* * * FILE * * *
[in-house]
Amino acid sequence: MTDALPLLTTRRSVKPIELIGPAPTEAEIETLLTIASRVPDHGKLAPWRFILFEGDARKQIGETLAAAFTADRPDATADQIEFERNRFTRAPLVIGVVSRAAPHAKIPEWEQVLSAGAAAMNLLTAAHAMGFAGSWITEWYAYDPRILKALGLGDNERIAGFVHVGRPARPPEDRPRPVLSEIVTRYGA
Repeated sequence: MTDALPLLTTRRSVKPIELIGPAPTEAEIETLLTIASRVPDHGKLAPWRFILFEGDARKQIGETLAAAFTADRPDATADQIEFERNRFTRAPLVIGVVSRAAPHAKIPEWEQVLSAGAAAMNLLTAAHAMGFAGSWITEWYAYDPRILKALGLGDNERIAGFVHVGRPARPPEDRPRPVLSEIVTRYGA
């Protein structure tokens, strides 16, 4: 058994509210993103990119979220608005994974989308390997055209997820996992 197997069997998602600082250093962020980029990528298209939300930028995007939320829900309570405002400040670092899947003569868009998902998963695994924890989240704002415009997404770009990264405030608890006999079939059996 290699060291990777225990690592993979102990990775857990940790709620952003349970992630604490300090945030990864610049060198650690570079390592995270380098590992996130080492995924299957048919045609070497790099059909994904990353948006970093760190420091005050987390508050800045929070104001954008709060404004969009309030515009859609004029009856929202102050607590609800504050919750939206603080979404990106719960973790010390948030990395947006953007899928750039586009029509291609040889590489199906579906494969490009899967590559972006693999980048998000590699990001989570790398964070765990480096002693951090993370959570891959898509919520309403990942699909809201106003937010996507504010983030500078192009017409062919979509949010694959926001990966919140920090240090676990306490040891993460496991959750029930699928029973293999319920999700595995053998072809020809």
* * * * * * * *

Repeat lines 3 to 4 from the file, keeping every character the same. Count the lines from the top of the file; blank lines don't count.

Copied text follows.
Repeated sequence: MTDALPLLTTRRSVKPIELIGPAPTEAEIETLLTIASRVPDHGKLAPWRFILFEGDARKQIGETLAAAFTADRPDATADQIEFERNRFTRAPLVIGVVSRAAPHAKIPEWEQVLSAGAAAMNLLTAAHAMGFAGSWITEWYAYDPRILKALGLGDNERIAGFVHVGRPARPPEDRPRPVLSEIVTRYGA
């Protein structure tokens, strides 16, 4: 058994509210993103990119979220608005994974989308390997055209997820996992 197997069997998602600082250093962020980029990528298209939300930028995007939320829900309570405002400040670092899947003569868009998902998963695994924890989240704002415009997404770009990264405030608890006999079939059996 290699060291990777225990690592993979102990990775857990940790709620952003349970992630604490300090945030990864610049060198650690570079390592995270380098590992996130080492995924299957048919045609070497790099059909994904990353948006970093760190420091005050987390508050800045929070104001954008709060404004969009309030515009859609004029009856929202102050607590609800504050919750939206603080979404990106719960973790010390948030990395947006953007899928750039586009029509291609040889590489199906579906494969490009899967590559972006693999980048998000590699990001989570790398964070765990480096002693951090993370959570891959898509919520309403990942699909809201106003937010996507504010983030500078192009017409062919979509949010694959926001990966919140920090240090676990306490040891993460496991959750029930699928029973293999319920999700595995053998072809020809």